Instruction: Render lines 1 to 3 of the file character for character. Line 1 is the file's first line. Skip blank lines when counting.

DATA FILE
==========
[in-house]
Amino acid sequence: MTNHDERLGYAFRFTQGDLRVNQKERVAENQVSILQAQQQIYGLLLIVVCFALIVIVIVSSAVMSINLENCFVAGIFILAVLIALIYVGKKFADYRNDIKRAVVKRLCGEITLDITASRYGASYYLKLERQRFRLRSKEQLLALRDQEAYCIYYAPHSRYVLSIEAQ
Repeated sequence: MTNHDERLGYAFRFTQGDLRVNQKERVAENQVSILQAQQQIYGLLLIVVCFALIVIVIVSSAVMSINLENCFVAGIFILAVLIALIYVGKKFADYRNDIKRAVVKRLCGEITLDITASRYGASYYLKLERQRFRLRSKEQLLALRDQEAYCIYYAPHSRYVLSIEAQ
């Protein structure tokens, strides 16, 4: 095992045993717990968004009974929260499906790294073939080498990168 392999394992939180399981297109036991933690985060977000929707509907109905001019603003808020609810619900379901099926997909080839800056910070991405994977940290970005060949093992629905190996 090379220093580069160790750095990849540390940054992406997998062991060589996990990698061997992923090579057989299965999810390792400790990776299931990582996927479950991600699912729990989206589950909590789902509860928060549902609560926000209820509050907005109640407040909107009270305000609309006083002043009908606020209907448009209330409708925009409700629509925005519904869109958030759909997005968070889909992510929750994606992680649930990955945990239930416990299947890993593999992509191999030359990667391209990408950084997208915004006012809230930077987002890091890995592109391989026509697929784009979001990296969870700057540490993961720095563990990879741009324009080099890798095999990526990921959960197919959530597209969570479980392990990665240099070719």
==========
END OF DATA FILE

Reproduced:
[in-house]
Amino acid sequence: MTNHDERLGYAFRFTQGDLRVNQKERVAENQVSILQAQQQIYGLLLIVVCFALIVIVIVSSAVMSINLENCFVAGIFILAVLIALIYVGKKFADYRNDIKRAVVKRLCGEITLDITASRYGASYYLKLERQRFRLRSKEQLLALRDQEAYCIYYAPHSRYVLSIEAQ
Repeated sequence: MTNHDERLGYAFRFTQGDLRVNQKERVAENQVSILQAQQQIYGLLLIVVCFALIVIVIVSSAVMSINLENCFVAGIFILAVLIALIYVGKKFADYRNDIKRAVVKRLCGEITLDITASRYGASYYLKLERQRFRLRSKEQLLALRDQEAYCIYYAPHSRYVLSIEAQ